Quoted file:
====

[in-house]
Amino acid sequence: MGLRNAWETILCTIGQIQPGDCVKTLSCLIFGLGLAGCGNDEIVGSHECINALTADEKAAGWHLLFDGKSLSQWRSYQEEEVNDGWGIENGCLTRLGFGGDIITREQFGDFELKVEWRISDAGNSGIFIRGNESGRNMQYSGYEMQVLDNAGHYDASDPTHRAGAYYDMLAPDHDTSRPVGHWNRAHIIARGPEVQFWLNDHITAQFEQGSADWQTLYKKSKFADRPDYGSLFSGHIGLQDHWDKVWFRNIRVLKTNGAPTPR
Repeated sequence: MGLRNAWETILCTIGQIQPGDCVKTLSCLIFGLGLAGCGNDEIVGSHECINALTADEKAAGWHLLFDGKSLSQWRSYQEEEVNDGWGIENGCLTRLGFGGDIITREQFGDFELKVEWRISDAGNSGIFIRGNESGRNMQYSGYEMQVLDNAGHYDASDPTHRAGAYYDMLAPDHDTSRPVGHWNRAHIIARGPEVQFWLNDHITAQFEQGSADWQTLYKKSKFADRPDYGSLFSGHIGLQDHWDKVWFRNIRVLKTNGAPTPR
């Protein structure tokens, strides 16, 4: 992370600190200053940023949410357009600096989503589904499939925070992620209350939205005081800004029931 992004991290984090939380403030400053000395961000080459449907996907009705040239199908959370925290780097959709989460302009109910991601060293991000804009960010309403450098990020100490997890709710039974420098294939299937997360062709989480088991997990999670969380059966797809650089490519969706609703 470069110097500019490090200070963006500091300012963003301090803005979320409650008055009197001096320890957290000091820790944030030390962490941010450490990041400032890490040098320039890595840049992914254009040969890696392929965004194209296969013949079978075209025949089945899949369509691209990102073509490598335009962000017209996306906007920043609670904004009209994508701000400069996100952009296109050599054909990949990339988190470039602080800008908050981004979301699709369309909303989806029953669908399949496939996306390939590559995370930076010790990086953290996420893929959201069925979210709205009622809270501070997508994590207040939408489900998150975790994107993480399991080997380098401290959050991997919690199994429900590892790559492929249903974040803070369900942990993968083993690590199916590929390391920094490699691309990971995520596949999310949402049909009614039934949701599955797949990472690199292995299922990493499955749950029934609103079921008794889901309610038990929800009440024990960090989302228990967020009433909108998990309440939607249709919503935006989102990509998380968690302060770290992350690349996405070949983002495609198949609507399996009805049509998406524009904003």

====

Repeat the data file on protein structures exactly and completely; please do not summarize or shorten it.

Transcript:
[in-house]
Amino acid sequence: MGLRNAWETILCTIGQIQPGDCVKTLSCLIFGLGLAGCGNDEIVGSHECINALTADEKAAGWHLLFDGKSLSQWRSYQEEEVNDGWGIENGCLTRLGFGGDIITREQFGDFELKVEWRISDAGNSGIFIRGNESGRNMQYSGYEMQVLDNAGHYDASDPTHRAGAYYDMLAPDHDTSRPVGHWNRAHIIARGPEVQFWLNDHITAQFEQGSADWQTLYKKSKFADRPDYGSLFSGHIGLQDHWDKVWFRNIRVLKTNGAPTPR
Repeated sequence: MGLRNAWETILCTIGQIQPGDCVKTLSCLIFGLGLAGCGNDEIVGSHECINALTADEKAAGWHLLFDGKSLSQWRSYQEEEVNDGWGIENGCLTRLGFGGDIITREQFGDFELKVEWRISDAGNSGIFIRGNESGRNMQYSGYEMQVLDNAGHYDASDPTHRAGAYYDMLAPDHDTSRPVGHWNRAHIIARGPEVQFWLNDHITAQFEQGSADWQTLYKKSKFADRPDYGSLFSGHIGLQDHWDKVWFRNIRVLKTNGAPTPR
């Protein structure tokens, strides 16, 4: 992370600190200053940023949410357009600096989503589904499939925070992620209350939205005081800004029931 992004991290984090939380403030400053000395961000080459449907996907009705040239199908959370925290780097959709989460302009109910991601060293991000804009960010309403450098990020100490997890709710039974420098294939299937997360062709989480088991997990999670969380059966797809650089490519969706609703 470069110097500019490090200070963006500091300012963003301090803005979320409650008055009197001096320890957290000091820790944030030390962490941010450490990041400032890490040098320039890595840049992914254009040969890696392929965004194209296969013949079978075209025949089945899949369509691209990102073509490598335009962000017209996306906007920043609670904004009209994508701000400069996100952009296109050599054909990949990339988190470039602080800008908050981004979301699709369309909303989806029953669908399949496939996306390939590559995370930076010790990086953290996420893929959201069925979210709205009622809270501070997508994590207040939408489900998150975790994107993480399991080997380098401290959050991997919690199994429900590892790559492929249903974040803070369900942990993968083993690590199916590929390391920094490699691309990971995520596949999310949402049909009614039934949701599955797949990472690199292995299922990493499955749950029934609103079921008794889901309610038990929800009440024990960090989302228990967020009433909108998990309440939607249709919503935006989102990509998380968690302060770290992350690349996405070949983002495609198949609507399996009805049509998406524009904003």